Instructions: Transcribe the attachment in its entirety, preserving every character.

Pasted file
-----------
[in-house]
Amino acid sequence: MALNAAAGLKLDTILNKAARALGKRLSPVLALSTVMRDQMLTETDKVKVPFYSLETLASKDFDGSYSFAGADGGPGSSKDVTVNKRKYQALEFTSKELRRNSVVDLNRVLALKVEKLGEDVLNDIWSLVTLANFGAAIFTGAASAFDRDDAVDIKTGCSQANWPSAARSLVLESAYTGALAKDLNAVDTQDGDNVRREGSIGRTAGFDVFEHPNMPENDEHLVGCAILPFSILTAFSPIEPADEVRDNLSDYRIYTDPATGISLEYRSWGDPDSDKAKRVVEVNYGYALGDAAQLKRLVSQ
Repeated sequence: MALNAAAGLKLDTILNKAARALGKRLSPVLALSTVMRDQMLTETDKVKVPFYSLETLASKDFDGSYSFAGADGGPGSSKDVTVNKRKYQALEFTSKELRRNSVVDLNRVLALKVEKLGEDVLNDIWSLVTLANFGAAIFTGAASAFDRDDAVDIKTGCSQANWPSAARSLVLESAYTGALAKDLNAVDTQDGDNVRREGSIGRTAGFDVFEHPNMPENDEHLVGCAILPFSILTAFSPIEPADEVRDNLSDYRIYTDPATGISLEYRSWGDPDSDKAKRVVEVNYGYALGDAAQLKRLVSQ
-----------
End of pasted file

[in-house]
Amino acid sequence: MALNAAAGLKLDTILNKAARALGKRLSPVLALSTVMRDQMLTETDKVKVPFYSLETLASKDFDGSYSFAGADGGPGSSKDVTVNKRKYQALEFTSKELRRNSVVDLNRVLALKVEKLGEDVLNDIWSLVTLANFGAAIFTGAASAFDRDDAVDIKTGCSQANWPSAARSLVLESAYTGALAKDLNAVDTQDGDNVRREGSIGRTAGFDVFEHPNMPENDEHLVGCAILPFSILTAFSPIEPADEVRDNLSDYRIYTDPATGISLEYRSWGDPDSDKAKRVVEVNYGYALGDAAQLKRLVSQ
Repeated sequence: MALNAAAGLKLDTILNKAARALGKRLSPVLALSTVMRDQMLTETDKVKVPFYSLETLASKDFDGSYSFAGADGGPGSSKDVTVNKRKYQALEFTSKELRRNSVVDLNRVLALKVEKLGEDVLNDIWSLVTLANFGAAIFTGAASAFDRDDAVDIKTGCSQANWPSAARSLVLESAYTGALAKDLNAVDTQDGDNVRREGSIGRTAGFDVFEHPNMPENDEHLVGCAILPFSILTAFSPIEPADEVRDNLSDYRIYTDPATGISLEYRSWGDPDSDKAKRVVEVNYGYALGDAAQLKRLVSQ